“You have to strive every minute to get rid of the life that you have planned in order to have the life that’s waiting to be yours.” – Joseph Campbell
THE POWER OF “PRIMING”
For many years sports psychologists have recognized the importance of “mental preparation” in helping athletes perform optimally. A past client of mine was the performance coach for a major league sports franchise. He used to tell me that for elite athletes – who are so similar physically – it was their mental conditioning that contributed a full 85% to their overall performance.
While mental preparation, or “priming”, is well established for elite athletes, only recently have we begun to understand how important it is in our everyday life. In his book Blink, author Malcolm Gladwell relates a study in which two Dutch researchers separated a group of college students into two equally qualified groups, in preparation for answering 42 fairly demanding questions from the board game Trivial Pursuit.
Prior to the test, one group is asked to think about what it would be like to be a college professor.
The second group is asked to do the same exercise focusing on what it would be like to be a soccer hooligan. Primed in this manner, the two groups then answered the same set of questions.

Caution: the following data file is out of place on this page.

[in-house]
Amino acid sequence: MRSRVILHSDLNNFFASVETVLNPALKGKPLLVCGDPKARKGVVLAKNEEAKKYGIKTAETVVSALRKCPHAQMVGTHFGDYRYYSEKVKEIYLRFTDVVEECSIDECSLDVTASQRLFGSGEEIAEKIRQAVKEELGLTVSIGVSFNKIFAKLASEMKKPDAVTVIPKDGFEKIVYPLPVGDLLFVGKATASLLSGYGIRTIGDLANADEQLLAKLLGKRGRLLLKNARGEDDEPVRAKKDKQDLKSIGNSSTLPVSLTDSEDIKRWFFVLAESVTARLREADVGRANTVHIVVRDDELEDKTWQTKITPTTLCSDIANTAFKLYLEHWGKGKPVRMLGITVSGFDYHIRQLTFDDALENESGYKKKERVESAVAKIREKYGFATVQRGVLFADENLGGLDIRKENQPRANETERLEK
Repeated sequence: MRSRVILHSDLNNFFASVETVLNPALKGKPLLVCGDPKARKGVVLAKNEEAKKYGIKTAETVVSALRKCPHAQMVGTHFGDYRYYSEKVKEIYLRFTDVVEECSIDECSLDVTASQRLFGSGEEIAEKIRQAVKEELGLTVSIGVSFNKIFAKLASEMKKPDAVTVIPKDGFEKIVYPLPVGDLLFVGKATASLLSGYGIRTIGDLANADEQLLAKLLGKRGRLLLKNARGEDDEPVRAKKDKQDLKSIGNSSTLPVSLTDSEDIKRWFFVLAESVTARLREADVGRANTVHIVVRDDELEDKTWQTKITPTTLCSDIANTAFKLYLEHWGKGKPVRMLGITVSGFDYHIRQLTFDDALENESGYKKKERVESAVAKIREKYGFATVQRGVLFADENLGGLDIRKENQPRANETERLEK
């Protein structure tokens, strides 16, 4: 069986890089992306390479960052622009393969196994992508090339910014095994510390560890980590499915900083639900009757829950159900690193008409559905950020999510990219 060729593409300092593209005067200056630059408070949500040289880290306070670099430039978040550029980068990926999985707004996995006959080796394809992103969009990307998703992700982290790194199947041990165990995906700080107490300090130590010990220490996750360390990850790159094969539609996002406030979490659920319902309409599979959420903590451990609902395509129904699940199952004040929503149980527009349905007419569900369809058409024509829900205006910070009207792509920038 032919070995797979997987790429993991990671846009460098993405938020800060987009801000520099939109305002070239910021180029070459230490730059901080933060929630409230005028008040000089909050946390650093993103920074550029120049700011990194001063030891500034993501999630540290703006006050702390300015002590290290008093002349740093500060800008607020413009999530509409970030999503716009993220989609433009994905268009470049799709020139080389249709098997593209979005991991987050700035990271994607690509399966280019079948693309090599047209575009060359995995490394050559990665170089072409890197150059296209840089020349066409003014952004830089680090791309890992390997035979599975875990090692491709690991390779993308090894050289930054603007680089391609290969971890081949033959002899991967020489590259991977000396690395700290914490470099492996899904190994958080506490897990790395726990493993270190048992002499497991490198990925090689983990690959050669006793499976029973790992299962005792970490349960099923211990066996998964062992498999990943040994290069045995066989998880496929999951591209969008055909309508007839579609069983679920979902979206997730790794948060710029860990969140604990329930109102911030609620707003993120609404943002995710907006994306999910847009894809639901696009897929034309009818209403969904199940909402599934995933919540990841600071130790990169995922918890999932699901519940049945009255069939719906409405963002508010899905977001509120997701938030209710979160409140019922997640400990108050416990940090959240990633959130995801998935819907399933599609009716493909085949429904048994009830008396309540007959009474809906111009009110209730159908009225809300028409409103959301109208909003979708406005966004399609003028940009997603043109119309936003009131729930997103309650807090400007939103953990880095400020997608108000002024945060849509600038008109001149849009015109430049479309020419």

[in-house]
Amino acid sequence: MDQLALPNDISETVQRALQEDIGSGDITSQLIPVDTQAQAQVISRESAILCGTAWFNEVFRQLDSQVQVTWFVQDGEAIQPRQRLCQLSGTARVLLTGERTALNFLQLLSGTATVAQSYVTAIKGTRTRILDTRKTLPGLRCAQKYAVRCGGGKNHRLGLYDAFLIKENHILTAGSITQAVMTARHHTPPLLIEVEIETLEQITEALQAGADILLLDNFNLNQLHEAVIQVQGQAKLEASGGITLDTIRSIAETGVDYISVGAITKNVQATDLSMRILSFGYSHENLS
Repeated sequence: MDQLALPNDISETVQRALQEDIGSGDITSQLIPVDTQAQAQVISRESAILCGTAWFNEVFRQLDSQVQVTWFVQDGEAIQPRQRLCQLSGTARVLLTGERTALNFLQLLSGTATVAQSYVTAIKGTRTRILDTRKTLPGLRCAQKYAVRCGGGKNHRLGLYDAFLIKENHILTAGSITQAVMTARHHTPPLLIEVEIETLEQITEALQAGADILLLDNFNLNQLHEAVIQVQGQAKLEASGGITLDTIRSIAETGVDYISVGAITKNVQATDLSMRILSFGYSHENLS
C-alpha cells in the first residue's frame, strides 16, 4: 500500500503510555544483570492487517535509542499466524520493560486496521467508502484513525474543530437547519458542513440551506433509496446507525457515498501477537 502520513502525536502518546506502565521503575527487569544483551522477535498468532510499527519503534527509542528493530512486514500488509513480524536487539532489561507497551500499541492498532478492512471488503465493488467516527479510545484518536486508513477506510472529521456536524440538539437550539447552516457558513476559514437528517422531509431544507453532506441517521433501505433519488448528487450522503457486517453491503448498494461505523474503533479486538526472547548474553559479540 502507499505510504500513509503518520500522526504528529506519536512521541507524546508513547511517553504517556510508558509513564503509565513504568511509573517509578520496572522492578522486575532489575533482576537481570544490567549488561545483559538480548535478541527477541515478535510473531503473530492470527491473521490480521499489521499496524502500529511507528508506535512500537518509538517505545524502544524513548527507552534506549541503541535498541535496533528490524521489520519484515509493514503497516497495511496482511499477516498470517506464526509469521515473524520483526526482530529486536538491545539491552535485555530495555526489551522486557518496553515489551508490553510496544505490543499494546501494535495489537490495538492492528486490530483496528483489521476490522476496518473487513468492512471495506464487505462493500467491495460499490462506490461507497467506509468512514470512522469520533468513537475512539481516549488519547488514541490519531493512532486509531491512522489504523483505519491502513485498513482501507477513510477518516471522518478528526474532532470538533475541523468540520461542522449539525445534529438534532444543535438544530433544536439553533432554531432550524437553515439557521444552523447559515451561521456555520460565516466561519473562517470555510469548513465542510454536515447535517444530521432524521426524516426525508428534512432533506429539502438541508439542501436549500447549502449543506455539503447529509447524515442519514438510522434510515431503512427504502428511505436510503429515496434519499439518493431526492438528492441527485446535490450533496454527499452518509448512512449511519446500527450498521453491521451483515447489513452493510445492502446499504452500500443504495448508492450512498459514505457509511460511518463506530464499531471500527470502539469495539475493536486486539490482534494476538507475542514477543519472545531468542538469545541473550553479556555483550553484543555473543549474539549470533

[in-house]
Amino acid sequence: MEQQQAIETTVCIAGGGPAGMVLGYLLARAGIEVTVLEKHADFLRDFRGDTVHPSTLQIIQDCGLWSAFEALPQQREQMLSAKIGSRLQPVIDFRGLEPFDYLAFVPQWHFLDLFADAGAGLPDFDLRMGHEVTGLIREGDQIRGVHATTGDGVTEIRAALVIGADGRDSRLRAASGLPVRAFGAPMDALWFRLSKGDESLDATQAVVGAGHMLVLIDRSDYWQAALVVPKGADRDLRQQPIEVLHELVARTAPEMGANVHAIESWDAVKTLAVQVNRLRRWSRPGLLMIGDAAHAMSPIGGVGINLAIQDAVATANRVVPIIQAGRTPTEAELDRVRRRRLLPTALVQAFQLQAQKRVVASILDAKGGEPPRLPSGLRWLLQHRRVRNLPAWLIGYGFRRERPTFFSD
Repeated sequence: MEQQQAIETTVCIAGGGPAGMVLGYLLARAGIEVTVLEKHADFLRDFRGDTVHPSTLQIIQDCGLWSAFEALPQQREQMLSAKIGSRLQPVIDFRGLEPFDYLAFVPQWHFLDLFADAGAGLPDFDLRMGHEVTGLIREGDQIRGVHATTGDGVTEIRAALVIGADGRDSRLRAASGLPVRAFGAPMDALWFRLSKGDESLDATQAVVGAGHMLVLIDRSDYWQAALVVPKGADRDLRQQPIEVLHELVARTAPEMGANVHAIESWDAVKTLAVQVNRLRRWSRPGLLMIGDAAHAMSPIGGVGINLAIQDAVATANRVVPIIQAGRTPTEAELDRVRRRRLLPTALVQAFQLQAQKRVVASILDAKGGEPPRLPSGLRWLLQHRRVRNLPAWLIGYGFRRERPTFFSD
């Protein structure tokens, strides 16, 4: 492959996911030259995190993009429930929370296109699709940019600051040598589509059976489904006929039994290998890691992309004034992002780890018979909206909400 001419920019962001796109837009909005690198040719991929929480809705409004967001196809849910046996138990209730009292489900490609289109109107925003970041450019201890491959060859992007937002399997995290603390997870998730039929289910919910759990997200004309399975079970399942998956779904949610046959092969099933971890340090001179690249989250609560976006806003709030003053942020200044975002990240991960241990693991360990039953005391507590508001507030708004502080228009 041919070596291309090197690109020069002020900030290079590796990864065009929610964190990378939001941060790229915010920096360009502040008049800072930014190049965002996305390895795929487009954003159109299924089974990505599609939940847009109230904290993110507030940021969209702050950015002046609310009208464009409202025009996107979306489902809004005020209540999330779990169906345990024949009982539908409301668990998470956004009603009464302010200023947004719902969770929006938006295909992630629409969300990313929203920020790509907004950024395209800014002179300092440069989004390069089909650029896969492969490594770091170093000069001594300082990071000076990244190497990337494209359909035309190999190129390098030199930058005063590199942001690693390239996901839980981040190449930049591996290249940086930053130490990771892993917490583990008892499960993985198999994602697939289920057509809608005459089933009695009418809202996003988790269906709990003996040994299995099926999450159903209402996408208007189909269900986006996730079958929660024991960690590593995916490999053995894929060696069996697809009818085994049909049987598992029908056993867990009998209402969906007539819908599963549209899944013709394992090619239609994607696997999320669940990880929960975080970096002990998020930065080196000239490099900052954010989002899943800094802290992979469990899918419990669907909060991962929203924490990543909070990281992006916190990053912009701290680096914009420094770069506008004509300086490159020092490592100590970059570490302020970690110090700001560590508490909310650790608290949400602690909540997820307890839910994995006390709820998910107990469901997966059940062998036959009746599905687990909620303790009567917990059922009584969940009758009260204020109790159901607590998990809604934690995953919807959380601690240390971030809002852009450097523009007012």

The results showed that the group who imagined what it would be like to be a smart college professor scored 55.6% on the exam, while the group who imagined being a hooligan scored only 42.6%. These repeatable results revealed a significant difference in performance.
In a separate study conducted by American researchers (on two equal groups of college students administered the same set of questions from a graduate school admissions test) the group that was primed with a very subtle negative association (a sole extra question that evoked unfounded prejudice) only got half the number of correct answers as the control group.
What this and other research reveals, is how sensitive and powerful our subconscious mind is, and how easily it can be influenced.
Whether we are conscious of it or not, whether it is our own internal commentary or from an external source, whether it is positive or negative, we are constantly priming our minds with information that dramatically affects our performance.
If you want better results in your life, choose your priming well.